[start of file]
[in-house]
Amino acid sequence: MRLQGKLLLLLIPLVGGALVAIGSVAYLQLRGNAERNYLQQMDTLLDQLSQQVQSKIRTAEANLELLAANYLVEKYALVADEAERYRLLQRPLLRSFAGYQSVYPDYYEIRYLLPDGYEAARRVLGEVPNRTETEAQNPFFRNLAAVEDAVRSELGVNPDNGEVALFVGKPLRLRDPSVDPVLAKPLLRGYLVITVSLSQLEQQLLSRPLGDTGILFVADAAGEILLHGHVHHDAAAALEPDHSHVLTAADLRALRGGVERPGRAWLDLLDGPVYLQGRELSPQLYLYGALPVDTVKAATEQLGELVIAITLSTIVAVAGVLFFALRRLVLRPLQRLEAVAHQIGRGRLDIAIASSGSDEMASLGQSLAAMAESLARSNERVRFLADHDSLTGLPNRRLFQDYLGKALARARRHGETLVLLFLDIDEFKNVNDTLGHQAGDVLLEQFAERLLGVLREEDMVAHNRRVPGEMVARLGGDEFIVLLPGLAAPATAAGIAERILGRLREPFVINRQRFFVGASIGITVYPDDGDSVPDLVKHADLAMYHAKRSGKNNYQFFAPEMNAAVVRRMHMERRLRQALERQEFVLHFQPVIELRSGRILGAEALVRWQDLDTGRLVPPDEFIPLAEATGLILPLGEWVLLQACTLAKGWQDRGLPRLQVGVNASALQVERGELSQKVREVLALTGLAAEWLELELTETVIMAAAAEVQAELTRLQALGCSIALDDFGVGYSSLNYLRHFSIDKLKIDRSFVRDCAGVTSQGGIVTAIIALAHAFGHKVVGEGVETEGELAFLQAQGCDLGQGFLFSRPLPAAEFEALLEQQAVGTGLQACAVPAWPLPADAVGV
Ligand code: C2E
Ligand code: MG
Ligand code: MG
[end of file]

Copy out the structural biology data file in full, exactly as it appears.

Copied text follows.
[in-house]
Amino acid sequence: MRLQGKLLLLLIPLVGGALVAIGSVAYLQLRGNAERNYLQQMDTLLDQLSQQVQSKIRTAEANLELLAANYLVEKYALVADEAERYRLLQRPLLRSFAGYQSVYPDYYEIRYLLPDGYEAARRVLGEVPNRTETEAQNPFFRNLAAVEDAVRSELGVNPDNGEVALFVGKPLRLRDPSVDPVLAKPLLRGYLVITVSLSQLEQQLLSRPLGDTGILFVADAAGEILLHGHVHHDAAAALEPDHSHVLTAADLRALRGGVERPGRAWLDLLDGPVYLQGRELSPQLYLYGALPVDTVKAATEQLGELVIAITLSTIVAVAGVLFFALRRLVLRPLQRLEAVAHQIGRGRLDIAIASSGSDEMASLGQSLAAMAESLARSNERVRFLADHDSLTGLPNRRLFQDYLGKALARARRHGETLVLLFLDIDEFKNVNDTLGHQAGDVLLEQFAERLLGVLREEDMVAHNRRVPGEMVARLGGDEFIVLLPGLAAPATAAGIAERILGRLREPFVINRQRFFVGASIGITVYPDDGDSVPDLVKHADLAMYHAKRSGKNNYQFFAPEMNAAVVRRMHMERRLRQALERQEFVLHFQPVIELRSGRILGAEALVRWQDLDTGRLVPPDEFIPLAEATGLILPLGEWVLLQACTLAKGWQDRGLPRLQVGVNASALQVERGELSQKVREVLALTGLAAEWLELELTETVIMAAAAEVQAELTRLQALGCSIALDDFGVGYSSLNYLRHFSIDKLKIDRSFVRDCAGVTSQGGIVTAIIALAHAFGHKVVGEGVETEGELAFLQAQGCDLGQGFLFSRPLPAAEFEALLEQQAVGTGLQACAVPAWPLPADAVGV
Ligand code: C2E
Ligand code: MG
Ligand code: MG